Rise of Civilizations and Empires in Mesopotamia, Egypt, and the Indus Valley
By Maghan Keita
Historians often write of world history in terms of the development of civilizations defined by a characteristic empire. What defines an empire and what does the building of empire suggest? The regions of Mesopotamia, Egypt (the Nile Valley), and the Indus Valley are three rich areas for studying how people and ideas come together to create civilizations and empires.
Imagine three spaces that are sparsely populated, yet well watered and fertile, in a time before written history. Two are river valleys, another lies between two rivers forming a rich plain. Imagine that humans settle in these regions and domesticate plants and animals. The domestication made possible by these riverine territories and the success of that domestication—farming and grazing—lure increasingly greater human and animal migration to these spaces. As these populations increase, so do their needs. These needs give rise to the social and political economic formations that characterize the ancient urban spaces and states of Mesopotamia and the Indus and Nile valleys.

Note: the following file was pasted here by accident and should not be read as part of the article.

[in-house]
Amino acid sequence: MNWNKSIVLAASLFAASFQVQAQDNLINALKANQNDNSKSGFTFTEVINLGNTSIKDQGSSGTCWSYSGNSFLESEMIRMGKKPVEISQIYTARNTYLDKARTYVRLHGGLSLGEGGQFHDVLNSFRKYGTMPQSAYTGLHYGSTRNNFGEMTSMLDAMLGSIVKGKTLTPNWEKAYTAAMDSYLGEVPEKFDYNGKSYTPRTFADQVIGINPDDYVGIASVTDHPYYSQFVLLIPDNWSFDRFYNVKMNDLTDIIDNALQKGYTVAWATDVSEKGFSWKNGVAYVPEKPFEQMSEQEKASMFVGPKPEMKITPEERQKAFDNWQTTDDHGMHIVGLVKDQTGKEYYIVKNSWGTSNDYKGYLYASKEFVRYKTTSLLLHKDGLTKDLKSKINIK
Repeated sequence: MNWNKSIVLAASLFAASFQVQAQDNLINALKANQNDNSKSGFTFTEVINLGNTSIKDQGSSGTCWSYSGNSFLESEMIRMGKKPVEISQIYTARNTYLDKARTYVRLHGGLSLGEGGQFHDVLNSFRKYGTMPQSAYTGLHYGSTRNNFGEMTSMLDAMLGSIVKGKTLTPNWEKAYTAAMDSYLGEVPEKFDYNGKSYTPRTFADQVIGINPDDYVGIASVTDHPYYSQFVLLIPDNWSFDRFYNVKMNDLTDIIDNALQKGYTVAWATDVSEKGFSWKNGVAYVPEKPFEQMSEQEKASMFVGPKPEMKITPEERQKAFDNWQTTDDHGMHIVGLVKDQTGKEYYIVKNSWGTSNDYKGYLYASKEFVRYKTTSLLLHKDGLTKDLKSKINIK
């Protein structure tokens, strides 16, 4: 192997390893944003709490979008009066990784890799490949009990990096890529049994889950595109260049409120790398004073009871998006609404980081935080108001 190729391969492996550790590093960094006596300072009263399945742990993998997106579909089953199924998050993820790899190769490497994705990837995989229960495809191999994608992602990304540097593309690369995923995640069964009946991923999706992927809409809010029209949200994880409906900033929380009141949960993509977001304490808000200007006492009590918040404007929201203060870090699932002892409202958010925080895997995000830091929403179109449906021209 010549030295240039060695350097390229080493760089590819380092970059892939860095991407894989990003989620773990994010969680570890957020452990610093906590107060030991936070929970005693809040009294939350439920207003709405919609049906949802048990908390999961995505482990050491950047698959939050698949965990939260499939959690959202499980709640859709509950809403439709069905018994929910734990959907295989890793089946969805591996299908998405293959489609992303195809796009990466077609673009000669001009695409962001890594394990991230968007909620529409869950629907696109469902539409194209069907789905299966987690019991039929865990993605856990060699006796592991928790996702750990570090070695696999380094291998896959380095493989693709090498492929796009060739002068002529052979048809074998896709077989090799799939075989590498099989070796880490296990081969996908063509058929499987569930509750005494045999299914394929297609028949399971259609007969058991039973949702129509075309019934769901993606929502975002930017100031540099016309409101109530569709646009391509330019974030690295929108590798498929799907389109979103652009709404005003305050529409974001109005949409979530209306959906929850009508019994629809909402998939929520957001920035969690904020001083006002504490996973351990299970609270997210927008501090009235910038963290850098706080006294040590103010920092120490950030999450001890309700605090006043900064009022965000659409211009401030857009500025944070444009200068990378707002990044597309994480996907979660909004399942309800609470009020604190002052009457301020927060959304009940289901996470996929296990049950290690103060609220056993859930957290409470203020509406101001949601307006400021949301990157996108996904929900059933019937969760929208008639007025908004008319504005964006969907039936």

Mesopotamian, Egyptian, and Indus Valley civilizations are noted for their dense populations, urbanization processes, and cultural innovation. These elements are tied to the growth of commerce and broader cultural interaction. That is, as empires these civilizations can be thought of as collections of peoples, goods, and ideas whose existence and dynamism were built on movement and exchange. This can be seen in the movement and exchange of people, the movement and exchange of goods, and the movement and exchange of ideas.
The collections of peoples, goods, and ideas suggest difference and diversity and are also the hallmarks of empires. The human, material, and intellectual richness of the regions created the need to organize. The organizational necessity was the result of innovation, communication, and the movement of populations.
Movement of People
The initial formation of these civilizations is based on the movement of peoples into the river valleys and plains. These people were nurtured by these spaces. They often described their environments as god-like and characterized their nearby rivers as life-giving. The transformation of these valleys and plains into to places capable of physically nurturing the various peoples who moved into them was one of the first acts of cultural innovation and exchange. A simple illustration of this exchange is seen in the technologies of food production. The types of food in a region, where the food could be grown, and, under what conditions, all gave rise to innovation.